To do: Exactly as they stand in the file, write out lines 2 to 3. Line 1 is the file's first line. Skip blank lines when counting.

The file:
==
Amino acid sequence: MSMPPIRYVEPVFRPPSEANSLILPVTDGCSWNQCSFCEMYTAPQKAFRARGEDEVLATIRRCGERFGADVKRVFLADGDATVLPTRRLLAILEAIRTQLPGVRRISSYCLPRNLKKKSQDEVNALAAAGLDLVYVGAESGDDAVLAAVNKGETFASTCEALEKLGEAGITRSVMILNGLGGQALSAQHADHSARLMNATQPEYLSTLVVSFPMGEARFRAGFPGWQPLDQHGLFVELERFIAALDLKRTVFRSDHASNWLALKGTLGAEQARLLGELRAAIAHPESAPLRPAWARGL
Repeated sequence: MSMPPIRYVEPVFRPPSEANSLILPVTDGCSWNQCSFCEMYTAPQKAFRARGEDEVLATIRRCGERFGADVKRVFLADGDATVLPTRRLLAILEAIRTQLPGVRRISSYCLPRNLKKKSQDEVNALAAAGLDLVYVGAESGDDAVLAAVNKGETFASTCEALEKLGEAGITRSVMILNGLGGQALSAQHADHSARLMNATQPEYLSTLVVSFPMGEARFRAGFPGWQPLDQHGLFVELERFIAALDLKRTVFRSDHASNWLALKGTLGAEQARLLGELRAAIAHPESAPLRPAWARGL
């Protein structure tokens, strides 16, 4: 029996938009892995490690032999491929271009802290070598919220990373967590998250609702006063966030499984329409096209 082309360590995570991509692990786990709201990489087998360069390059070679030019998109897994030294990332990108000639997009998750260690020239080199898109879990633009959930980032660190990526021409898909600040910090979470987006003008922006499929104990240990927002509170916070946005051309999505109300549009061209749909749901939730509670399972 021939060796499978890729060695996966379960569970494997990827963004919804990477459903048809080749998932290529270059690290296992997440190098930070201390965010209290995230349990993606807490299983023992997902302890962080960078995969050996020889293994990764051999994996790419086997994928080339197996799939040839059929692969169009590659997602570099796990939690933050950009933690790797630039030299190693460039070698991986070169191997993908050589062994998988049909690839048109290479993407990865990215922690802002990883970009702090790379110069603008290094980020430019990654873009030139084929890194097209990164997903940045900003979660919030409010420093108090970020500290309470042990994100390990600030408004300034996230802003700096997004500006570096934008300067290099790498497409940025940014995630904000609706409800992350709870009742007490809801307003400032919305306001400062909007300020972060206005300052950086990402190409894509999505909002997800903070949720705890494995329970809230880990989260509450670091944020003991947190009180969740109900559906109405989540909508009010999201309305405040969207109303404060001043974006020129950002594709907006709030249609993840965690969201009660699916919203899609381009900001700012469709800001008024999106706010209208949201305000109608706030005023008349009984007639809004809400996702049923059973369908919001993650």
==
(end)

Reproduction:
Repeated sequence: MSMPPIRYVEPVFRPPSEANSLILPVTDGCSWNQCSFCEMYTAPQKAFRARGEDEVLATIRRCGERFGADVKRVFLADGDATVLPTRRLLAILEAIRTQLPGVRRISSYCLPRNLKKKSQDEVNALAAAGLDLVYVGAESGDDAVLAAVNKGETFASTCEALEKLGEAGITRSVMILNGLGGQALSAQHADHSARLMNATQPEYLSTLVVSFPMGEARFRAGFPGWQPLDQHGLFVELERFIAALDLKRTVFRSDHASNWLALKGTLGAEQARLLGELRAAIAHPESAPLRPAWARGL
């Protein structure tokens, strides 16, 4: 029996938009892995490690032999491929271009802290070598919220990373967590998250609702006063966030499984329409096209 082309360590995570991509692990786990709201990489087998360069390059070679030019998109897994030294990332990108000639997009998750260690020239080199898109879990633009959930980032660190990526021409898909600040910090979470987006003008922006499929104990240990927002509170916070946005051309999505109300549009061209749909749901939730509670399972 021939060796499978890729060695996966379960569970494997990827963004919804990477459903048809080749998932290529270059690290296992997440190098930070201390965010209290995230349990993606807490299983023992997902302890962080960078995969050996020889293994990764051999994996790419086997994928080339197996799939040839059929692969169009590659997602570099796990939690933050950009933690790797630039030299190693460039070698991986070169191997993908050589062994998988049909690839048109290479993407990865990215922690802002990883970009702090790379110069603008290094980020430019990654873009030139084929890194097209990164997903940045900003979660919030409010420093108090970020500290309470042990994100390990600030408004300034996230802003700096997004500006570096934008300067290099790498497409940025940014995630904000609706409800992350709870009742007490809801307003400032919305306001400062909007300020972060206005300052950086990402190409894509999505909002997800903070949720705890494995329970809230880990989260509450670091944020003991947190009180969740109900559906109405989540909508009010999201309305405040969207109303404060001043974006020129950002594709907006709030249609993840965690969201009660699916919203899609381009900001700012469709800001008024999106706010209208949201305000109608706030005023008349009984007639809004809400996702049923059973369908919001993650």